Great reviews for Millie!

My biography of Millie Benson is picking up some great press!

Check out these excerpts from reviews of Missing Millie Benson: The Secret Case of the Nancy Drew Ghostwriter and Journalist:

“Here is a biography intended for young people that may find its true audience among children’s literature history aficionados and—of course—adult readers who grew up on Nancy Drew. Rubini opens with the dramatic trial that established Mildred Benson as the author behind the pseudonym Carolyn Keene: “Millie” wrote twenty-three of the first thirty original Nancy Drew titles… The biography is eminently readable and well organized…Appended with an impressive wealth of back matter (“Extra Clues”) including a timeline, a chronological list of Millie’s books, a glossary, source notes, and an extensive bibliography.”

Horn Book Magazine, November/December issue.

“Digging into archives and the memories of surviving acquaintances as well as published histories, Rubini spins an account of Benson’s long and active life that throws a strong light on the source of Nancy Drew’s own admirably intrepid and independent spirit.…An enlightening peek behind the curtain for Nancy Drew fans.”

Kirkus Reviews

Missing Millie Benson is as lively and compelling as a Nancy Drew Mystery Story. For anyone who loves Nancy, getting to know the woman who first brought her to life in this wonderful biography is not just a treat but a necessity—an inspiration to young writers and sleuths alike!”

Melanie Rehak, author of Girl Sleuth: Nancy Drew and the Women Who Created Her

Read, read, read.


“Read, read, read. That’s all I can say.”

Nancy Drew offered this incredible advice in the first Nancy Drew Mystery Story, written by Carolyn Keene.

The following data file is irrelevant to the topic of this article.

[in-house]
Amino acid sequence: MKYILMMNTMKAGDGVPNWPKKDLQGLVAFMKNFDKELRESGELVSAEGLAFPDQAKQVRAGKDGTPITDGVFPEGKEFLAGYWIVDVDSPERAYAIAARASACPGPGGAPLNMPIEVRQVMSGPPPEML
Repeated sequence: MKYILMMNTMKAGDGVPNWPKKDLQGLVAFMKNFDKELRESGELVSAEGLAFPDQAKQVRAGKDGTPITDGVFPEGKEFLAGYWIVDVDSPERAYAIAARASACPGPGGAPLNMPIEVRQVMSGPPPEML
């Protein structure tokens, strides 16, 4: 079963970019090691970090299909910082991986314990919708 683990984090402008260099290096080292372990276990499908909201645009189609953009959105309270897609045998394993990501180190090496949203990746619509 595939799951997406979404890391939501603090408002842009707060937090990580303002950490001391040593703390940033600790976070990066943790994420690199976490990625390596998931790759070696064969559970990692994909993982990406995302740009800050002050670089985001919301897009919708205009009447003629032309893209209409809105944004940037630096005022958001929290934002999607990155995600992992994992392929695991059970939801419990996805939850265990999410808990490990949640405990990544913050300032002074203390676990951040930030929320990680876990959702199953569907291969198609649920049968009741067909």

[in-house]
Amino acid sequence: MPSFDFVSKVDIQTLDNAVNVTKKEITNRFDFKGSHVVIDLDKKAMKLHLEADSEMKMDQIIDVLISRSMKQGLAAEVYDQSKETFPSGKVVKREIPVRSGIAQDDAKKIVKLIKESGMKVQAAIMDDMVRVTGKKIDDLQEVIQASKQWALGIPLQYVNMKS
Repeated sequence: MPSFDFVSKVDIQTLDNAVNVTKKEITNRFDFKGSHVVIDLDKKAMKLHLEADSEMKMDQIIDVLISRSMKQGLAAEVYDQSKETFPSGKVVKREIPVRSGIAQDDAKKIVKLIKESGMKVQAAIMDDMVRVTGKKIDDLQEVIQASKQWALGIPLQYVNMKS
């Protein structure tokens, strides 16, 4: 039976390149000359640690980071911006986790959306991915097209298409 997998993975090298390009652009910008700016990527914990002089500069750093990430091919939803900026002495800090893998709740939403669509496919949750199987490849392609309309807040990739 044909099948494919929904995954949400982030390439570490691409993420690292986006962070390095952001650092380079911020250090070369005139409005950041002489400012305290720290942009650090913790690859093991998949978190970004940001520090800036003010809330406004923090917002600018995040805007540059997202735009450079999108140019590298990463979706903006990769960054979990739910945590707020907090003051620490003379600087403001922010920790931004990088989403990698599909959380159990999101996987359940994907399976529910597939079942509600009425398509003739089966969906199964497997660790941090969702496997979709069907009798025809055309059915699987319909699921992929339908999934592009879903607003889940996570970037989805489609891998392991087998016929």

I wished I’d written that. I’m sure that for years the real Carolyn Keene, Mildred “Millie” Augustine Wirt Benson, wished readers knew that she had.

The Secret of the Old Clock was not only the first Nancy Drew Mystery, it was the first Millie wrote for Edward Stratemeyer.

Millie was the original Carolyn Keene.

And Edward was the genius behind such series as The Hardy Boys, The Bobbsey Twins, and yes, Nancy Drew.

Edward created the Stratemeyer Syndicate, which served as a “book packager”, a connection between ghostwriters he would hire and publishers.

Millie wrote 23 of the first 30 of the Nancy Drew Mystery Series. And then she went on to write a total of 135 books for children, often up to 13 books a year. And, while she was doing so, she was tending to her bed-ridden husband and her young daughter.

Then Millie became a reporter, working for the Toledo Times and The (Toledo) Blade for a combined 58 years.

As if that wasn’t enough, Millie obtained her private pilot’s license at the age of 62. She didn’t stop there. She applied for NASA’s Journalist in Space Program when she was in her eighties.

Millie once stated that a character she created, Penny Parker, was more Nancy Drew than Nancy Drew was.

I might suggest Millie Benson was more Nancy Drew than either of the fictional characters.

It was a fascinating journey researching and writing Millie’s biography.

Missing Millie Benson: The Secret Case of the Nancy Drew Ghostwriter and Journalist is available now at your favorite bookstore.

In the immortal words of Millie, “Read, read, read. That’s all I can say.”